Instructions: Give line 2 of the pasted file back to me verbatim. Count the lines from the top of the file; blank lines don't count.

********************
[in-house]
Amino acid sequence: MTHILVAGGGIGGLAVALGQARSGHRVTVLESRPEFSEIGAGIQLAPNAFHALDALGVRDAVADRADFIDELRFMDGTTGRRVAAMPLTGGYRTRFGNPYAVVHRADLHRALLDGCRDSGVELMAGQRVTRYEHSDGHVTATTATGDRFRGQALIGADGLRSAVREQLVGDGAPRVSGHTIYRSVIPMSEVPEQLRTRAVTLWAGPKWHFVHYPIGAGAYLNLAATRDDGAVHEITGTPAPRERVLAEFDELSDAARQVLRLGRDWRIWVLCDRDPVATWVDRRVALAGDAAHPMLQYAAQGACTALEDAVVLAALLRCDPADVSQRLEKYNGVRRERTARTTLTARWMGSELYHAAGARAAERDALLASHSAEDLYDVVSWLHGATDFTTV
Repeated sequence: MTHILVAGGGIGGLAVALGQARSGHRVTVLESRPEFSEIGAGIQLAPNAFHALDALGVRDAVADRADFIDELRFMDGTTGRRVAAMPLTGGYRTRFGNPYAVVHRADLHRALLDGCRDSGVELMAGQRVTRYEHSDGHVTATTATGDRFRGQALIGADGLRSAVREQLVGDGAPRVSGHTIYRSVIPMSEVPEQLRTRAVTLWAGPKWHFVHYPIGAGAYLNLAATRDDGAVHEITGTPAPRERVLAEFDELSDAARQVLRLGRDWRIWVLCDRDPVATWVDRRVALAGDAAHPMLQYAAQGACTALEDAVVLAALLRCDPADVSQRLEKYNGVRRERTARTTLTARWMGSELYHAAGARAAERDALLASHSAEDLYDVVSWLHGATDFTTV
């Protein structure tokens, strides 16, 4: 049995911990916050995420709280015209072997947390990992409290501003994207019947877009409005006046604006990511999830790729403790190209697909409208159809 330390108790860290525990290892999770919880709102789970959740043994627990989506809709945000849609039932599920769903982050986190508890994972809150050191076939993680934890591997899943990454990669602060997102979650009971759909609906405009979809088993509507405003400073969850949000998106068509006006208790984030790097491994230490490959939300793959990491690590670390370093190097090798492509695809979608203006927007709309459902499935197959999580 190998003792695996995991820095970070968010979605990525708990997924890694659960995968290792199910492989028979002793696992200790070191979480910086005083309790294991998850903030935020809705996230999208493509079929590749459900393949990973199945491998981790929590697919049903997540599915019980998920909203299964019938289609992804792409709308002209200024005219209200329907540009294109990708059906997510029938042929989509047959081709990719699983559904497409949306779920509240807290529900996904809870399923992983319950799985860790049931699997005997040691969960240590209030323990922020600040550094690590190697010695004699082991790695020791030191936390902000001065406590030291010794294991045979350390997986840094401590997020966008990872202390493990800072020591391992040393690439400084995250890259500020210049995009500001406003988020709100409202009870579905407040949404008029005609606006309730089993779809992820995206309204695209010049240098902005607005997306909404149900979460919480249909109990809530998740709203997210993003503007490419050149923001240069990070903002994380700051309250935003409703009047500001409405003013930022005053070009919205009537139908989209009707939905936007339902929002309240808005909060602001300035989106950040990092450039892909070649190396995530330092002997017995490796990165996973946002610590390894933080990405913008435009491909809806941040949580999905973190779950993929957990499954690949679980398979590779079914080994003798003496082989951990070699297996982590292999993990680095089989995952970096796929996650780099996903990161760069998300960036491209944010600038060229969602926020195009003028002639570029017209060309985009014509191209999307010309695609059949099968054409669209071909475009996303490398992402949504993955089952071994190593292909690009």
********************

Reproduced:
Amino acid sequence: MTHILVAGGGIGGLAVALGQARSGHRVTVLESRPEFSEIGAGIQLAPNAFHALDALGVRDAVADRADFIDELRFMDGTTGRRVAAMPLTGGYRTRFGNPYAVVHRADLHRALLDGCRDSGVELMAGQRVTRYEHSDGHVTATTATGDRFRGQALIGADGLRSAVREQLVGDGAPRVSGHTIYRSVIPMSEVPEQLRTRAVTLWAGPKWHFVHYPIGAGAYLNLAATRDDGAVHEITGTPAPRERVLAEFDELSDAARQVLRLGRDWRIWVLCDRDPVATWVDRRVALAGDAAHPMLQYAAQGACTALEDAVVLAALLRCDPADVSQRLEKYNGVRRERTARTTLTARWMGSELYHAAGARAAERDALLASHSAEDLYDVVSWLHGATDFTTV